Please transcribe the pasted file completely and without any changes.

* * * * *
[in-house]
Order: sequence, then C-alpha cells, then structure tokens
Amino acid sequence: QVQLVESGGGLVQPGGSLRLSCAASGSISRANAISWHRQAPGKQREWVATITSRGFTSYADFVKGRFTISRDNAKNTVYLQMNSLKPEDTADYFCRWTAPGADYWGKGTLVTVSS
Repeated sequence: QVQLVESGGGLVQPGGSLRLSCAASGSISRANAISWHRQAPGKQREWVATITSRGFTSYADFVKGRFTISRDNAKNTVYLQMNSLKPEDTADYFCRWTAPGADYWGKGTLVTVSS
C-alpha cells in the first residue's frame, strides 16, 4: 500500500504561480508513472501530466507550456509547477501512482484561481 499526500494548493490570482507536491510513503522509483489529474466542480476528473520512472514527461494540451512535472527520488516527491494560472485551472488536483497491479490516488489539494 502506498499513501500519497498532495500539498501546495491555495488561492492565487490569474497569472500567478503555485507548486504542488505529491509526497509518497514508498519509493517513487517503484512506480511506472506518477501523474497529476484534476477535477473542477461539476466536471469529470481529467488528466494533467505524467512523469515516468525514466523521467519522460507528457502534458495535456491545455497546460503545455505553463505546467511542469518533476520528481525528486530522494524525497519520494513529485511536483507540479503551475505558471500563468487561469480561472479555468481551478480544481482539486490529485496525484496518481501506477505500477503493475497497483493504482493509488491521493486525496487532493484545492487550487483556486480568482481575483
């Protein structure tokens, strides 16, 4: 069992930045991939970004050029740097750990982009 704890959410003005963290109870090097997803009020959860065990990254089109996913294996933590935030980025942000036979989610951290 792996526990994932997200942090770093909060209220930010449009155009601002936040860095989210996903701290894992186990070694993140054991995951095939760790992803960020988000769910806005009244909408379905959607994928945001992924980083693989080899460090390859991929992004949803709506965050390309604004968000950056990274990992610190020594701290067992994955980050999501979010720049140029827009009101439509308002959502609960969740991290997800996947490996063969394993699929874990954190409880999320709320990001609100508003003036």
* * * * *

[in-house]
Order: sequence, then C-alpha cells, then structure tokens
Amino acid sequence: QVQLVESGGGLVQPGGSLRLSCAASGSISRANAISWHRQAPGKQREWVATITSRGFTSYADFVKGRFTISRDNAKNTVYLQMNSLKPEDTADYFCRWTAPGADYWGKGTLVTVSS
Repeated sequence: QVQLVESGGGLVQPGGSLRLSCAASGSISRANAISWHRQAPGKQREWVATITSRGFTSYADFVKGRFTISRDNAKNTVYLQMNSLKPEDTADYFCRWTAPGADYWGKGTLVTVSS
C-alpha cells in the first residue's frame, strides 16, 4: 500500500504561480508513472501530466507550456509547477501512482484561481 499526500494548493490570482507536491510513503522509483489529474466542480476528473520512472514527461494540451512535472527520488516527491494560472485551472488536483497491479490516488489539494 502506498499513501500519497498532495500539498501546495491555495488561492492565487490569474497569472500567478503555485507548486504542488505529491509526497509518497514508498519509493517513487517503484512506480511506472506518477501523474497529476484534476477535477473542477461539476466536471469529470481529467488528466494533467505524467512523469515516468525514466523521467519522460507528457502534458495535456491545455497546460503545455505553463505546467511542469518533476520528481525528486530522494524525497519520494513529485511536483507540479503551475505558471500563468487561469480561472479555468481551478480544481482539486490529485496525484496518481501506477505500477503493475497497483493504482493509488491521493486525496487532493484545492487550487483556486480568482481575483
């Protein structure tokens, strides 16, 4: 069992930045991939970004050029740097750990982009 704890959410003005963290109870090097997803009020959860065990990254089109996913294996933590935030980025942000036979989610951290 792996526990994932997200942090770093909060209220930010449009155009601002936040860095989210996903701290894992186990070694993140054991995951095939760790992803960020988000769910806005009244909408379905959607994928945001992924980083693989080899460090390859991929992004949803709506965050390309604004968000950056990274990992610190020594701290067992994955980050999501979010720049140029827009009101439509308002959502609960969740991290997800996947490996063969394993699929874990954190409880999320709320990001609100508003003036």